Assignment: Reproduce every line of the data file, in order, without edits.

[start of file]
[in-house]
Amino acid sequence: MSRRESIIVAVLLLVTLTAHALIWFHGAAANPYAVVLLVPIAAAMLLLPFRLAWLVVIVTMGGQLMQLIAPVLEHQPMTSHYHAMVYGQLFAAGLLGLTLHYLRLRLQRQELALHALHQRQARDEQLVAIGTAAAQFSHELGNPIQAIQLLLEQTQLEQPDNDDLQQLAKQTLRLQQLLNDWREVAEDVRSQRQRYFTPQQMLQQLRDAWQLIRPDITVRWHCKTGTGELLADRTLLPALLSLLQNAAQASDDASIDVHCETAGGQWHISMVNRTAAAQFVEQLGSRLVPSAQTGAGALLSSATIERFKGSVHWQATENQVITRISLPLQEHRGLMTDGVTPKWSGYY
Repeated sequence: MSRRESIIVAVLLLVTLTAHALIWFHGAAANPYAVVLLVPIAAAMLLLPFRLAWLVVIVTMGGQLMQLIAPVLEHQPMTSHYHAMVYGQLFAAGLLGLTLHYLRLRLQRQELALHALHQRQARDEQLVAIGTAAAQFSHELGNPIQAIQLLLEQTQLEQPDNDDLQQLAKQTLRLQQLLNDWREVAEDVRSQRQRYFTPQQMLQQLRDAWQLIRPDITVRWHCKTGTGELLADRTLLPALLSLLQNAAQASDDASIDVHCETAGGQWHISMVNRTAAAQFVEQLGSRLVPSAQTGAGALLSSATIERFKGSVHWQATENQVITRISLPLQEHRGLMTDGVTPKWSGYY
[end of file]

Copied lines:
[in-house]
Amino acid sequence: MSRRESIIVAVLLLVTLTAHALIWFHGAAANPYAVVLLVPIAAAMLLLPFRLAWLVVIVTMGGQLMQLIAPVLEHQPMTSHYHAMVYGQLFAAGLLGLTLHYLRLRLQRQELALHALHQRQARDEQLVAIGTAAAQFSHELGNPIQAIQLLLEQTQLEQPDNDDLQQLAKQTLRLQQLLNDWREVAEDVRSQRQRYFTPQQMLQQLRDAWQLIRPDITVRWHCKTGTGELLADRTLLPALLSLLQNAAQASDDASIDVHCETAGGQWHISMVNRTAAAQFVEQLGSRLVPSAQTGAGALLSSATIERFKGSVHWQATENQVITRISLPLQEHRGLMTDGVTPKWSGYY
Repeated sequence: MSRRESIIVAVLLLVTLTAHALIWFHGAAANPYAVVLLVPIAAAMLLLPFRLAWLVVIVTMGGQLMQLIAPVLEHQPMTSHYHAMVYGQLFAAGLLGLTLHYLRLRLQRQELALHALHQRQARDEQLVAIGTAAAQFSHELGNPIQAIQLLLEQTQLEQPDNDDLQQLAKQTLRLQQLLNDWREVAEDVRSQRQRYFTPQQMLQQLRDAWQLIRPDITVRWHCKTGTGELLADRTLLPALLSLLQNAAQASDDASIDVHCETAGGQWHISMVNRTAAAQFVEQLGSRLVPSAQTGAGALLSSATIERFKGSVHWQATENQVITRISLPLQEHRGLMTDGVTPKWSGYY